PYCC awards scholarships

The Pa’ia Youth & Cultural Center announces this year’s recipients of the Pa’ia Youth & Cultural Center Campbell Scholarship Fund. In existence since 2005, The PYCC Campbell Scholarship Fund is open to any active member of PYCC who is a high school senior, has a GED or is in their first year of college. Each candidate has to submit an application and be personally interviewed. This year, eight PYCC members are recipients:

* Derrin Allan Kamanaokekai Johnson was awarded $1,500. He is a 2012 graduate of King Kekaulike High School. A member of the PYCC since he was 8 years old, Johnson has been involved in each of the PYCC’s programs. His first job was at the PYCC StoneWave Skate Park. To date, his greatest academic achievement was simply being the first of his siblings to graduate from high school. He enjoys playing basketball with friends and co-workers, playing the ukulele, body boarding and skateboarding. Johnson is going to attend the University of Hawaii Maui College to pursue a degree in renewable resources or sustainable energy.

* Stephen (Stevie) Mazon was awarded $1,500. A long-term member of the PYCC, Mazon enjoys skateboarding, surfing, playing ukulele and exercising. Most of these activities have involved the PYCC. Graduating from King Kekaulike High School this year, Mazon will attend UH-MC to study woodworking and music. He intends to learn how to make acoustic instruments such as ukuleles and guitars as well as be a performer.

* Jaclyn (Kehau) Chong was awarded $1,000. A 2012 graduate of Kamehameha Schools Maui Campus, Chong attended the PYCC for many years. Chong currently attends Hawaii Pacific University where she is majoring in travel industry and management. She is also interested in Hawaiian culture and dance. Another reason she wants to continue her education is because she wants to be the first one in her family to graduate from college.

* Myles Laurion was awarded $1,000. He graduated from King Kekaulike High School this year and will attend Southern Oregon University in the fall. Laurion has been a PYCC member for many years. Camp Imua is a really important part of his life. He said that “volunteering at this camp is simply a life-changing experience.” For almost six years, he participated in this program to help special-needs children. Through this camp, he made a lot of new friendships with people, including some who have disabilities. He looks forward to volunteering at this camp for years to come. Laurion wants to continue his education to enable him to get a job that he enjoys. He also wants to travel and see the world.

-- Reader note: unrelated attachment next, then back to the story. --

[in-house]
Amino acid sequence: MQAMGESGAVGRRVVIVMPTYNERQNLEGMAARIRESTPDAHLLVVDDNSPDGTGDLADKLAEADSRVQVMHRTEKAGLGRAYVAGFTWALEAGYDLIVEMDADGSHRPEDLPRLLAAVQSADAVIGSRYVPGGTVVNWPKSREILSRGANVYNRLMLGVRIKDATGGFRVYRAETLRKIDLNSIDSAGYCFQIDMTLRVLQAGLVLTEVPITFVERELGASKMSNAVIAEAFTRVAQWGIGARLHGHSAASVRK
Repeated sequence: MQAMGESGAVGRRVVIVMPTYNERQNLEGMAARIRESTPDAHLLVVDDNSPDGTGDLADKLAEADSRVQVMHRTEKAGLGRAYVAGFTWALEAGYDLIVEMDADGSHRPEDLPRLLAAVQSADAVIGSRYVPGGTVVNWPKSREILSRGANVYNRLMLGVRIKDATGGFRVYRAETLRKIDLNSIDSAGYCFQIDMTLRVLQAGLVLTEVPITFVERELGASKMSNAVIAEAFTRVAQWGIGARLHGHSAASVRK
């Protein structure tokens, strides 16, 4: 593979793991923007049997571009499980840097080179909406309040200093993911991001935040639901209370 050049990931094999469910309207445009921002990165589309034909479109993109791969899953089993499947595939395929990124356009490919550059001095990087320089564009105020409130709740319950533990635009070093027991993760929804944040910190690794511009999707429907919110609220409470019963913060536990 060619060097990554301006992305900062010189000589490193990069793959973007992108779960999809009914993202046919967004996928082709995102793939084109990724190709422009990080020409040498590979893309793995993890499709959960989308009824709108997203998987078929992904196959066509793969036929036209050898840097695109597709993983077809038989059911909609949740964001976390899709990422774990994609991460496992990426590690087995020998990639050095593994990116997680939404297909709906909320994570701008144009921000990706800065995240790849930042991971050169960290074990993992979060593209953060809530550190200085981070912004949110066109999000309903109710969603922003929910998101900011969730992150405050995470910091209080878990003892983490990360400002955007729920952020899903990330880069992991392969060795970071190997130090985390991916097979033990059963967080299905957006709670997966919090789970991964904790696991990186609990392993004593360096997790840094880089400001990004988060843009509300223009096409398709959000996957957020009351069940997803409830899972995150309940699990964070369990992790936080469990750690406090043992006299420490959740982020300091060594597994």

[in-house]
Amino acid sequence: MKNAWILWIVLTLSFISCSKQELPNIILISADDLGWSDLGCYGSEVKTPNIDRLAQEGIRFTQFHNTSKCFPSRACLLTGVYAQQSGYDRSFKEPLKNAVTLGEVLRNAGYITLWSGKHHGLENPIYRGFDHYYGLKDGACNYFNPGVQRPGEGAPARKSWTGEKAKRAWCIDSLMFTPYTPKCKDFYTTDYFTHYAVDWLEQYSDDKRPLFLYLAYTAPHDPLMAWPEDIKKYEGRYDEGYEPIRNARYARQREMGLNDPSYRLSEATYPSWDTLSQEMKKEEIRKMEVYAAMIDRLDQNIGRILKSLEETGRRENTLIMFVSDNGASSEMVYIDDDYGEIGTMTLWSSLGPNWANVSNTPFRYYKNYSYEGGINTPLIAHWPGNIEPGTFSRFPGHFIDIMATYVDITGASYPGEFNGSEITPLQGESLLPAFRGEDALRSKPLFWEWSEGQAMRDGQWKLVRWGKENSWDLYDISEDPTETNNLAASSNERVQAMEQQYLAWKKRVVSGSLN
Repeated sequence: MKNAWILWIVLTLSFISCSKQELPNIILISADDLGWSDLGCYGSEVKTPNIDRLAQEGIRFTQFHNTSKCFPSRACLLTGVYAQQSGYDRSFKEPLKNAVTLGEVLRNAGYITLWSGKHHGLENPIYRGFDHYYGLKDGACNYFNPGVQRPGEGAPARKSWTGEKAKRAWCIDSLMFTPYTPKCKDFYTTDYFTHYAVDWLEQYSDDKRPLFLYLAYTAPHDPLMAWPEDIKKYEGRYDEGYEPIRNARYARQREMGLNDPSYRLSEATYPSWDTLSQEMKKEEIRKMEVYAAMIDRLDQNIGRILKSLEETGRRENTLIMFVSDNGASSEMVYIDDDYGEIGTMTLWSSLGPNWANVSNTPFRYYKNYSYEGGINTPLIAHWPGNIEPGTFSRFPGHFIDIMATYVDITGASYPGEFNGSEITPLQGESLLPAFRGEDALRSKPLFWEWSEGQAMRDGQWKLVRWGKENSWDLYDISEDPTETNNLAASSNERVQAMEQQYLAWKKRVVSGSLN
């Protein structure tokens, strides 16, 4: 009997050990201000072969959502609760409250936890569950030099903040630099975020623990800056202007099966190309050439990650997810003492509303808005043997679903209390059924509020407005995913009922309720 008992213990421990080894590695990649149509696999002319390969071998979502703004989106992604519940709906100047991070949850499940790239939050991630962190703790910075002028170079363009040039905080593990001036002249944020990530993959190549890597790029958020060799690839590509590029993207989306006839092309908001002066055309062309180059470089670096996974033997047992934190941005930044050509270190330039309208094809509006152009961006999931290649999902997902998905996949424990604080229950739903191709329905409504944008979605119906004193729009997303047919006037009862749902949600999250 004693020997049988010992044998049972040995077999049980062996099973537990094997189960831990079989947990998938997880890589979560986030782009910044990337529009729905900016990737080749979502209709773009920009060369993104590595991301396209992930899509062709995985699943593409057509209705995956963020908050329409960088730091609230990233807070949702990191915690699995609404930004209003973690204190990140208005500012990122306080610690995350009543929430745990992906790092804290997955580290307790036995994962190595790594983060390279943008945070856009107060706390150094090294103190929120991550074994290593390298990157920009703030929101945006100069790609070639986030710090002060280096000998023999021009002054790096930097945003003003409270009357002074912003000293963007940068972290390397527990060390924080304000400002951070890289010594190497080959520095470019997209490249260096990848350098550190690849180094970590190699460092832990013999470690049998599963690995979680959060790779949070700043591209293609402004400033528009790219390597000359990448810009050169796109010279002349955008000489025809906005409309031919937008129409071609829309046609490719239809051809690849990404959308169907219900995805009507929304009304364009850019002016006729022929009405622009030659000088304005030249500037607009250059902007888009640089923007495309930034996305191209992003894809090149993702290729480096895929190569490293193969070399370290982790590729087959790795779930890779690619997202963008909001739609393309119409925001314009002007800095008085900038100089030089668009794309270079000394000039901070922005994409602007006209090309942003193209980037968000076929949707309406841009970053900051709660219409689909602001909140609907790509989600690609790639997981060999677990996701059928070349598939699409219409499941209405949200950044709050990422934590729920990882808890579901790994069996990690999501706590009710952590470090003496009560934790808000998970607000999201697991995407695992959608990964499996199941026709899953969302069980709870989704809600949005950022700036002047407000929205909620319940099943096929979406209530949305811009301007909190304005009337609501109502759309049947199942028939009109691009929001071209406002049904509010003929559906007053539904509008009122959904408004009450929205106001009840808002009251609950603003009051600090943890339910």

* Alden Mel was awarded $1,000. He graduated from King Kekaulike High School this year and will attend UH-MC. He would eventually like to attend a school in California to pursue his interests in the arts. His six-year involvement at the PYCC led to a lot of happiness in his life. He discovered his passion for skateboarding and it is now an enormous part of his life; he cannot go a day without stepping on his skateboard, and he has made a lot of lifelong friends and mentors in the process. Mel completed his senior project – a skateboard video – at the PYCC Hekili Multimedia Lab. The lab is where he discovered an interest in photography, videography and video editing.

* Brandon Kahalekai was awarded $1,000. He is currently studying at UH-MC in liberal arts. Kahalekai still goes to the PYCC to participate in the activities and assist with younger children. He said that the PYCC “helped me through life even though I became a member when it was my junior year in high school.” Kahalekai enjoys participatng in many sports, particularly football, wrestling and baseball. He wants to continue his education so that he can get a better job with a college degree. He is considering going into engineering or the culinary arts.

* Derek Kahalekai was awarded $1,000. He graduated from King Kekaulike High School this year and will attend UH-MC. He would like to become a youth pastor. Kahalekai was involved in the StoneWave Skate Park Operations life-skills program. The PYCC remains a big part of his life. The PYCC is where he learned how to be with children and how to deal with squabbles between youth. The PYCC also taught him how to manage his life and money while he was working. Kahalekai enjoys playing chess and many sports.

* Raven Stires was awarded $1,000. He graduated from the Maui Community School for Adults and presently, at 16 years old, is enrolled in the Culinary Arts program at UH-MC. He participates in the

PYCC Malama Pono Project Venture Program and enjoys going on the PYCC radio station, RadiOpio and playing chess. The main reason Stires decided to continue his education is that he needs a means to support himself. He plans to use his skills in culinary arts to support himself while he continues his education, perhaps in applied sciences.